Sneaky Ways to Find an Apartment You'll Love (No Bribery Required)

sneaky ways to find an apartment you'll love

sneaky ways to find an apartment you'll love  (coloroftime)

You know how all's fair in love and war? Same goes for trying to find an apartment in a major city where you'll be truly happy to live. In a competitive rental market, you have to be faster, smarter, and maybe even a bit cutthroat to capture those prized properties. But how?

Here are a few inside strategies that tilt the deck heavily in your favor (don't worry, they're all totally legal).

Seek out lease breakers

Often people will need to get out of their lease quickly because they have to move for work or some other scenario, and so they're trying to find someone to take over their lease -- which could be you! This is a fantastic way to score a great place because of the time pressure.

A good place to start this search is on Flip, a new peer-to-peer lease marketplace that enables people to buy and sell their lease.

"The idea that breaking a lease or subletting is illegal is actually a huge misconception," says Elias Wehbe, co-founder of Flip. "What a lot of people don't know is that the law is usually on the tenant's side in most states. Landlords are obligated to mitigate damages of someone breaching their lease contract by accepting a qualified replacement."

Look for apartment listings with bad photos

Who would put up bad photos if they were trying to rent an apartment? Surprisingly, more people than you would expect.

"This usually happens when people list the apartment themselves and take their own pictures, or when the listing agent doesn't hire a professional photographer or stager," says Collin Bond, a real estate broker at Douglas Elliman. "Bad photos or even lack of photos/floor plans will lead to less traffic to the listing, and this is when a customer is able to capitalize."

In other words, there could be a gem disguised by those blurry, poorly lit photos.

Set Google alerts to find an apartment

Tried-and-true methods like trolling Craigslist for new listings every day (or hour) actually do work (I got my apartment that way). But if you don't have all day to spend searching for recent postings, just set some Google alerts.

"To receive better filtered alerts, include in your search phrases that regularly pop up in listings -- like 'property details' and 'schools and neighborhood,'" says marketing communications specialist Rachel Chapdelaine. That will filter out a lot of nonlisting content.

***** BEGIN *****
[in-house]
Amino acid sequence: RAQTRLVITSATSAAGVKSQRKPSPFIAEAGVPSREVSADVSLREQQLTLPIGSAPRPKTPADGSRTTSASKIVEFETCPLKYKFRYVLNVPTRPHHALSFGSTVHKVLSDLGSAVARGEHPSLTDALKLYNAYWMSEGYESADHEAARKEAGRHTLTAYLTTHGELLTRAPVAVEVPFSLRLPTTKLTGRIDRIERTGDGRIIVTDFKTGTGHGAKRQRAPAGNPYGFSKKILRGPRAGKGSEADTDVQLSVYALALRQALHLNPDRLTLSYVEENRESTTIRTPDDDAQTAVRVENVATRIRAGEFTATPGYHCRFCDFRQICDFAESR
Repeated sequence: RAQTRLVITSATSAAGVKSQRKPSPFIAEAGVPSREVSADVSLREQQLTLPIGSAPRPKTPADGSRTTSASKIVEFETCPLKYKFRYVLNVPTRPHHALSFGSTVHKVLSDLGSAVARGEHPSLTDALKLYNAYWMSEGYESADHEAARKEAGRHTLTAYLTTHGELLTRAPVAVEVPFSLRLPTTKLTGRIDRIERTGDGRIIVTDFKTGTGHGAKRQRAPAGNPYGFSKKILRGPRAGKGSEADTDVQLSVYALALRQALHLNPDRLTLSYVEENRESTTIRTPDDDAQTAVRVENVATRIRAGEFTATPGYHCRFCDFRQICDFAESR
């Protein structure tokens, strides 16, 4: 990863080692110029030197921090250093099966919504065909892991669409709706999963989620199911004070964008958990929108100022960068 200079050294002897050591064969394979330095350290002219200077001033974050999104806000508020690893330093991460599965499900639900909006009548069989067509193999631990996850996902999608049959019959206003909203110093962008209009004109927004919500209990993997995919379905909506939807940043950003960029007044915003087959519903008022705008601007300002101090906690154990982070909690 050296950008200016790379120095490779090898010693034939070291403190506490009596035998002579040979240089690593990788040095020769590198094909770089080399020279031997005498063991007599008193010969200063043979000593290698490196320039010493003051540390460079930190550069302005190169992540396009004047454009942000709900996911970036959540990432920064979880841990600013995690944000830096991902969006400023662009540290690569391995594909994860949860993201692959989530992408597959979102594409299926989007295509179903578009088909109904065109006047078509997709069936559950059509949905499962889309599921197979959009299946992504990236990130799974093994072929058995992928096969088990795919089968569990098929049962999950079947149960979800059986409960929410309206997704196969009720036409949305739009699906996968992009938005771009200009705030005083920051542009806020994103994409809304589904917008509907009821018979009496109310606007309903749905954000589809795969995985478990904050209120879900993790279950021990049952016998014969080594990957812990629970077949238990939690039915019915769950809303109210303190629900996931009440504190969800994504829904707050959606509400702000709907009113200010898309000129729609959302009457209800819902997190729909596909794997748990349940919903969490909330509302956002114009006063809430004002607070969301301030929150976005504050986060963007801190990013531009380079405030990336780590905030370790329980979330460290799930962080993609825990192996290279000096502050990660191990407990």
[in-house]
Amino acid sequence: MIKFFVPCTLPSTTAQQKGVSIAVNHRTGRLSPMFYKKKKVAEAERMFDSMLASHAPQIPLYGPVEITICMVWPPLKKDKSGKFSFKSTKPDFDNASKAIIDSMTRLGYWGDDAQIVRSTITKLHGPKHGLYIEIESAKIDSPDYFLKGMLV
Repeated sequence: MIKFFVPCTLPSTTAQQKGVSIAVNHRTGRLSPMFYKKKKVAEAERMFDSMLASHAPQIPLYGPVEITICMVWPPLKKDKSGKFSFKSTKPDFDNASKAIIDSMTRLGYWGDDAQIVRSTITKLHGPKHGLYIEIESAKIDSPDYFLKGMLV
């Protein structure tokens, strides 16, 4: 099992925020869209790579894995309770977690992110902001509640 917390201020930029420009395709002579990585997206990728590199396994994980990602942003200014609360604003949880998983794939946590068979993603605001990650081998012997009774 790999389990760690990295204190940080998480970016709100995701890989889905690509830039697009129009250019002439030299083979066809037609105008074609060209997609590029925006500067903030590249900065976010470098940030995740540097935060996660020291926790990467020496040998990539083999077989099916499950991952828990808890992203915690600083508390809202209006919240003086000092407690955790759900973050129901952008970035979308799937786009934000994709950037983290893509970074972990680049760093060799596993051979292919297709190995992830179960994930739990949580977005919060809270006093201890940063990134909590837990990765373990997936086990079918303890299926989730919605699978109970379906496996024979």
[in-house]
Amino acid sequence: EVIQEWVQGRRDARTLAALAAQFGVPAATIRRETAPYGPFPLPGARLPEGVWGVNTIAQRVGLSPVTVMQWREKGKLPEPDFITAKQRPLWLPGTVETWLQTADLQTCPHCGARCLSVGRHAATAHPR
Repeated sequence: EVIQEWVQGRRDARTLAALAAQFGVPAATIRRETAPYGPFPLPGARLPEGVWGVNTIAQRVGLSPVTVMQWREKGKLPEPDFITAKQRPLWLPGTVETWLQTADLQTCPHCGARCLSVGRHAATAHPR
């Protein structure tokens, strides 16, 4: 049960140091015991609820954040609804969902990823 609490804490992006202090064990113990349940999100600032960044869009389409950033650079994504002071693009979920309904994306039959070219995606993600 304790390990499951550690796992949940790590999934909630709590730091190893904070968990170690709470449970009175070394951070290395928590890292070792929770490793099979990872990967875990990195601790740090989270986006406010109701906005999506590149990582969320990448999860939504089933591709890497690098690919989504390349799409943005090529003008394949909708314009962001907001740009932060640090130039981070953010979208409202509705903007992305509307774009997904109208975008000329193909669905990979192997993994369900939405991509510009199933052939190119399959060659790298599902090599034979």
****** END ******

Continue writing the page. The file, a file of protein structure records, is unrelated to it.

These alerts should be set to include key words or phrases that are essential to your apartment search, such as "patio" or "porch," if that is a deal breaker for you, she adds. You can also set a website-specific search, by including the term "site:" (for example!).

Do neighborhood outreach

People get hundreds of emails every day -- which is why the way to stand out in the digital age involves plain old paper.

"Write a short letter/note describing yourself and what you are looking for. Include your profession and where (generally) you live now. Choose the streets you prefer to locate to. Print it off and pop it into the doors of every great-looking, clean house in the area with your contact number," says Dame DJ, author of " Downsize to Freedom," who used this technique to score a fantastic flat in London. "You would be surprised how many nice, well-informed, friendly folks will call and know of something to rent nearby."

Show up with all your forms filled out -- and money

Especially in a city with an abundance of people looking for apartments and not enough actual apartments to go around, it is imperative that you act fast and are prepared to do whatever it takes to get the unit that you want.

"Savvy renters ask for rental applications prior to any showings, and they arrive at showings with fully filled out applications, references, credit checks, and deposits so that they can snag the unit before anybody else has the chance to," says Conrad Pool, president of Sleepwell Property Management. "If you take your time to think about an apartment or spend valuable time trying to negotiate a better deal, chances are that it will be gone when you finally arrive at the conclusion that you want it."